The Finnovation Fintech series events organized by Ethico Live had a session in Nairobi last week at the Radisson Blu in Nairobi. The event meant to steer conversations around financial innovation in the banking sector brought together key players in the industry including banking leaders, policy makers, investors and most importantly the innovators driving the change for financial inclusion. As part of the discussion one idea became prominent; the need for collaboration between the old and new; the banks and fintechs respectively. This need takes me back to the article by Sunny Bindra’s article here where he tackles the importance of staying analogue as much as it is important to go digital for the sake of progress. Collaboration was seen as a key factor to drive the agenda of financial inclusion as the banks are endowed with resources among other advantages while the fintechs operate within little to no regulation which encourages innovation among other advantages.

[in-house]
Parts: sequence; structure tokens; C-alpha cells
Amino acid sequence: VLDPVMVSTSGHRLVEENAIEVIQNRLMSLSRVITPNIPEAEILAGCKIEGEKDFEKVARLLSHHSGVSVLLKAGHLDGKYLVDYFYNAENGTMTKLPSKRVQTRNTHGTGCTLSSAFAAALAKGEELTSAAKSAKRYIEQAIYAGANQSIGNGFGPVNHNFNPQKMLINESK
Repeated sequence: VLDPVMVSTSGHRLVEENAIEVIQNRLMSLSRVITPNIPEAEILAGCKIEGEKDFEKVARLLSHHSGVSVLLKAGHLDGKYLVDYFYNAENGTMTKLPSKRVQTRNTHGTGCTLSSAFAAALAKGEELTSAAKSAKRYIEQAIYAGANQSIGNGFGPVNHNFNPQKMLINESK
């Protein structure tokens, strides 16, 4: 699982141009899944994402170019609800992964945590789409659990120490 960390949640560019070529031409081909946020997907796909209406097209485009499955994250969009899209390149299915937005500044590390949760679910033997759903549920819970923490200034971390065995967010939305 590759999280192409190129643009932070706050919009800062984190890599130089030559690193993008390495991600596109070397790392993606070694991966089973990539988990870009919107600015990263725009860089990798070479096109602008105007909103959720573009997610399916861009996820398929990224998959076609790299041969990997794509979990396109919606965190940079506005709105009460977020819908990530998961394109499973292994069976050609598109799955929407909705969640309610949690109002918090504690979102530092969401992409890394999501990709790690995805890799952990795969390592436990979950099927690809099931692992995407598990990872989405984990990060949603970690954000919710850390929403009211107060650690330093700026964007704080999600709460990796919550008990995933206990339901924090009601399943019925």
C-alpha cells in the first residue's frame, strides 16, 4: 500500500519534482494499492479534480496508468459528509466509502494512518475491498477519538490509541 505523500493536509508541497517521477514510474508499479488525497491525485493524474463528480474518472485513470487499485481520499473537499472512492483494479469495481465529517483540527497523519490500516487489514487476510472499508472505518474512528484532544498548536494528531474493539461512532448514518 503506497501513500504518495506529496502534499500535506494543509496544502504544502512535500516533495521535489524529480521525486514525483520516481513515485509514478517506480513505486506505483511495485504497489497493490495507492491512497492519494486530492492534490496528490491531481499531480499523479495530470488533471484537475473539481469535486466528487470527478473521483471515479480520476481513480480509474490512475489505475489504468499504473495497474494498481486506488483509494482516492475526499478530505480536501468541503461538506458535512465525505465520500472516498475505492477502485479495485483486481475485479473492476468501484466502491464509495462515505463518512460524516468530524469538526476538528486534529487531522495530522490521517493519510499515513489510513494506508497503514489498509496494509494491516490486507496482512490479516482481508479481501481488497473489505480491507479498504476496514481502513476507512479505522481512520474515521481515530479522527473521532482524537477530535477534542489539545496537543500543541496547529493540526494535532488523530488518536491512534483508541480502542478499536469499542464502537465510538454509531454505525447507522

This article shall discuss issues discussed that touched on regulation. As the end customer of these businesses, the aspect of consumer protection was explored with regards to the emerging fintech apps available in the Kenyan market and claims that some of them charge abnormal interest rates for lending. Additionally, the apps were faulted for giving out loans without scrutinizing whether the same person had borrowed a loan on another app calling for a review of lending policies. Consequently, people borrow loans to repay loans borrowed on other apps; not surprising that these money lending apps were among the most downloaded apps in Kenya according to BAKE. In this light, it was agreed that some due diligence ought to be exercised by the apps before lending to ensure that credit is obtained for purposeful reasons. In what has been dubbed ‘fintech fueled lending craze’ that has seen almost 2.7 million users negatively listed by the Credit Reference Bureau, the government of Kenya intends to bring sanity into this area. Currently, a draft Bill (Financial Markets Conduct Bill, 2018) to regulate the lending has been proposed which among other things will seek to cap the lending rates of the different lending apps. In matters of regulating the lending apps it was agreed that it is important to not add other levels of regulators which would consequently increase the cost of compliance.